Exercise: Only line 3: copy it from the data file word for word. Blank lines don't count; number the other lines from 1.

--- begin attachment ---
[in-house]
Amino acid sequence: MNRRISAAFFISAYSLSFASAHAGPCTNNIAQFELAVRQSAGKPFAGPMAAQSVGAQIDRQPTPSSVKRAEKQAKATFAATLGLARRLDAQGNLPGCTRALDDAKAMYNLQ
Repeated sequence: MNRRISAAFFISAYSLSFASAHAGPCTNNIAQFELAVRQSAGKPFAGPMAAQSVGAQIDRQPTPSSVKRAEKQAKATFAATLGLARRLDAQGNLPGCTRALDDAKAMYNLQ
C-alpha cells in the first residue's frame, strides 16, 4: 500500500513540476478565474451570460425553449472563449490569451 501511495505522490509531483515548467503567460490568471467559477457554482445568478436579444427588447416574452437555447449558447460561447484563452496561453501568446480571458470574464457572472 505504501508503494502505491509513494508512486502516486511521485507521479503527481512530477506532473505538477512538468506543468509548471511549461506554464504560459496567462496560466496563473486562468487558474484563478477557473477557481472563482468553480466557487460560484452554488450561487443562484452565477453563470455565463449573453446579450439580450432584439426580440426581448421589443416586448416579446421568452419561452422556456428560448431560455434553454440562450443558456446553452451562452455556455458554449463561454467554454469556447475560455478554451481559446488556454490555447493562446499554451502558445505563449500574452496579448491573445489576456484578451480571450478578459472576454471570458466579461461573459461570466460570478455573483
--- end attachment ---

Repeated sequence: MNRRISAAFFISAYSLSFASAHAGPCTNNIAQFELAVRQSAGKPFAGPMAAQSVGAQIDRQPTPSSVKRAEKQAKATFAATLGLARRLDAQGNLPGCTRALDDAKAMYNLQ